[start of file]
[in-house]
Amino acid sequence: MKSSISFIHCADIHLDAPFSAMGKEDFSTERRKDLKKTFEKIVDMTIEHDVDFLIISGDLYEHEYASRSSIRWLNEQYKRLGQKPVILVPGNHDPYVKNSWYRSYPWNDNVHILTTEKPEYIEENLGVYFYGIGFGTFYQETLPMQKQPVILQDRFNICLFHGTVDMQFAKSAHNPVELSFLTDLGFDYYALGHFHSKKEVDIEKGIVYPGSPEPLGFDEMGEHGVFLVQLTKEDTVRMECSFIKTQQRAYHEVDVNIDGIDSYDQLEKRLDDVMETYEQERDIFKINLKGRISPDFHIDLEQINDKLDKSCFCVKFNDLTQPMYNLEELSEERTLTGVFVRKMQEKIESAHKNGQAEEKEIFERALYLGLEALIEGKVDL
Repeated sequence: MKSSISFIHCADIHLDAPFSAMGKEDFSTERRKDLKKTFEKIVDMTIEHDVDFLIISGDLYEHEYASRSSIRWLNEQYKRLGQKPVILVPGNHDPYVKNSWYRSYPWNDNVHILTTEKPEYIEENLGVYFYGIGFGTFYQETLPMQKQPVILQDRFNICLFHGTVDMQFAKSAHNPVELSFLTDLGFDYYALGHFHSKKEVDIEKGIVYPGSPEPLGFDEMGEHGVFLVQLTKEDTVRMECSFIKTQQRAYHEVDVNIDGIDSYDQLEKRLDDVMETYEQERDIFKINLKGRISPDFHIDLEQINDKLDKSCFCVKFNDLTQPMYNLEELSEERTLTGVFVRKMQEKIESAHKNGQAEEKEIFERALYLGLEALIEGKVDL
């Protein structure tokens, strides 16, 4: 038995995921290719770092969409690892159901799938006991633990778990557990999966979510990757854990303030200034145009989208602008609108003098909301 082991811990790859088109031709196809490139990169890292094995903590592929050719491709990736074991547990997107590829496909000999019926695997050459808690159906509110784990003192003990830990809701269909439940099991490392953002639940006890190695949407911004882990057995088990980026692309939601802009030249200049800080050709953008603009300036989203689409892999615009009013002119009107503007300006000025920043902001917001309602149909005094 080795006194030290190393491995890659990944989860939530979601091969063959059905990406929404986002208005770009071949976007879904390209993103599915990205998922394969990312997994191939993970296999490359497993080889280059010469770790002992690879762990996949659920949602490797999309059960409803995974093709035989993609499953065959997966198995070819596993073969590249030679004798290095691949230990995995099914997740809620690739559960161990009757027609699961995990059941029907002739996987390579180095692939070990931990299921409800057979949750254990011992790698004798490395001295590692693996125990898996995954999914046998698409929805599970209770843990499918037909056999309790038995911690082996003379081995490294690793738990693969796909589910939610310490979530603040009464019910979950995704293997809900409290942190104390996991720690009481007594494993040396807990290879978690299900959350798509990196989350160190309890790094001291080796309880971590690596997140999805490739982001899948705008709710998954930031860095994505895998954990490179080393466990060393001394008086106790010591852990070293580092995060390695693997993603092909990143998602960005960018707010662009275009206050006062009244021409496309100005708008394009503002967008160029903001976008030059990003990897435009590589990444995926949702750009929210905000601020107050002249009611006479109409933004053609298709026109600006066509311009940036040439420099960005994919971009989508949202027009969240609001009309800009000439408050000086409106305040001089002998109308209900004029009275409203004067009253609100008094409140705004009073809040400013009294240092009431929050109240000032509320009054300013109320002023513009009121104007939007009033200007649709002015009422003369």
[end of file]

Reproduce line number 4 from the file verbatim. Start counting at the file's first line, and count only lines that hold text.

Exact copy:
């Protein structure tokens, strides 16, 4: 038995995921290719770092969409690892159901799938006991633990778990557990999966979510990757854990303030200034145009989208602008609108003098909301 082991811990790859088109031709196809490139990169890292094995903590592929050719491709990736074991547990997107590829496909000999019926695997050459808690159906509110784990003192003990830990809701269909439940099991490392953002639940006890190695949407911004882990057995088990980026692309939601802009030249200049800080050709953008603009300036989203689409892999615009009013002119009107503007300006000025920043902001917001309602149909005094 080795006194030290190393491995890659990944989860939530979601091969063959059905990406929404986002208005770009071949976007879904390209993103599915990205998922394969990312997994191939993970296999490359497993080889280059010469770790002992690879762990996949659920949602490797999309059960409803995974093709035989993609499953065959997966198995070819596993073969590249030679004798290095691949230990995995099914997740809620690739559960161990009757027609699961995990059941029907002739996987390579180095692939070990931990299921409800057979949750254990011992790698004798490395001295590692693996125990898996995954999914046998698409929805599970209770843990499918037909056999309790038995911690082996003379081995490294690793738990693969796909589910939610310490979530603040009464019910979950995704293997809900409290942190104390996991720690009481007594494993040396807990290879978690299900959350798509990196989350160190309890790094001291080796309880971590690596997140999805490739982001899948705008709710998954930031860095994505895998954990490179080393466990060393001394008086106790010591852990070293580092995060390695693997993603092909990143998602960005960018707010662009275009206050006062009244021409496309100005708008394009503002967008160029903001976008030059990003990897435009590589990444995926949702750009929210905000601020107050002249009611006479109409933004053609298709026109600006066509311009940036040439420099960005994919971009989508949202027009969240609001009309800009000439408050000086409106305040001089002998109308209900004029009275409203004067009253609100008094409140705004009073809040400013009294240092009431929050109240000032509320009054300013109320002023513009009121104007939007009033200007649709002015009422003369």